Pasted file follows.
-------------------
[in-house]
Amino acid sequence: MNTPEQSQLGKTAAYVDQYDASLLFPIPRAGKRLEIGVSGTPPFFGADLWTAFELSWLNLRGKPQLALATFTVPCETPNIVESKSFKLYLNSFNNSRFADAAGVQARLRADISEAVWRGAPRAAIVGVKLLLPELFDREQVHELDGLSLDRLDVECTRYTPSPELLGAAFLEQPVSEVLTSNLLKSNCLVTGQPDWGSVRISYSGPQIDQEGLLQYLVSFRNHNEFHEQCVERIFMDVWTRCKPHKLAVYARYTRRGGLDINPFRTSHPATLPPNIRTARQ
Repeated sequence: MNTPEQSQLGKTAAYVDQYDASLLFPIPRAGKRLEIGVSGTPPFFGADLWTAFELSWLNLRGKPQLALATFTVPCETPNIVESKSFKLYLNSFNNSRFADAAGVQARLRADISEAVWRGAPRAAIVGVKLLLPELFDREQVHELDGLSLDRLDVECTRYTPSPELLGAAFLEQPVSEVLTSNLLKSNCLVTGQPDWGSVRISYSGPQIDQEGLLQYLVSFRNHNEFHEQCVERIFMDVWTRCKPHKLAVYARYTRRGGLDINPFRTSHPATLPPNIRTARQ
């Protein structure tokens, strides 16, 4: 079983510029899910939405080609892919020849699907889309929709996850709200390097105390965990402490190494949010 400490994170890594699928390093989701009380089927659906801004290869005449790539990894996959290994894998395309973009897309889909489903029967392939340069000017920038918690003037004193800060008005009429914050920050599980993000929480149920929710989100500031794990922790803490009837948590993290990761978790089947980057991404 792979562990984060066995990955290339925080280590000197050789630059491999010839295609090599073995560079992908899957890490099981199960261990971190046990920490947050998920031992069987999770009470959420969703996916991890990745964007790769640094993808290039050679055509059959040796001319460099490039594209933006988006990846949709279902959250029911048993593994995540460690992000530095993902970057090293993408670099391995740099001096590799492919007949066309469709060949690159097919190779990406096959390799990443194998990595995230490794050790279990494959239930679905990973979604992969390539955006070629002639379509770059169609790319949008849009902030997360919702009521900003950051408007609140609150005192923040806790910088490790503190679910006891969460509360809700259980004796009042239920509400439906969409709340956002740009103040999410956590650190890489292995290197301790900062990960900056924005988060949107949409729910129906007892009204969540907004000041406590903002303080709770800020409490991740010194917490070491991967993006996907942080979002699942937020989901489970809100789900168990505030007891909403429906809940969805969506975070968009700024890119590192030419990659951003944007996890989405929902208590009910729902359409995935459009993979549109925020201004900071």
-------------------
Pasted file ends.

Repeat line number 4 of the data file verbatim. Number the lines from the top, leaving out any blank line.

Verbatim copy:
């Protein structure tokens, strides 16, 4: 079983510029899910939405080609892919020849699907889309929709996850709200390097105390965990402490190494949010 400490994170890594699928390093989701009380089927659906801004290869005449790539990894996959290994894998395309973009897309889909489903029967392939340069000017920038918690003037004193800060008005009429914050920050599980993000929480149920929710989100500031794990922790803490009837948590993290990761978790089947980057991404 792979562990984060066995990955290339925080280590000197050789630059491999010839295609090599073995560079992908899957890490099981199960261990971190046990920490947050998920031992069987999770009470959420969703996916991890990745964007790769640094993808290039050679055509059959040796001319460099490039594209933006988006990846949709279902959250029911048993593994995540460690992000530095993902970057090293993408670099391995740099001096590799492919007949066309469709060949690159097919190779990406096959390799990443194998990595995230490794050790279990494959239930679905990973979604992969390539955006070629002639379509770059169609790319949008849009902030997360919702009521900003950051408007609140609150005192923040806790910088490790503190679910006891969460509360809700259980004796009042239920509400439906969409709340956002740009103040999410956590650190890489292995290197301790900062990960900056924005988060949107949409729910129906007892009204969540907004000041406590903002303080709770800020409490991740010194917490070491991967993006996907942080979002699942937020989901489970809100789900168990505030007891909403429906809940969805969506975070968009700024890119590192030419990659951003944007996890989405929902208590009910729902359409995935459009993979549109925020201004900071």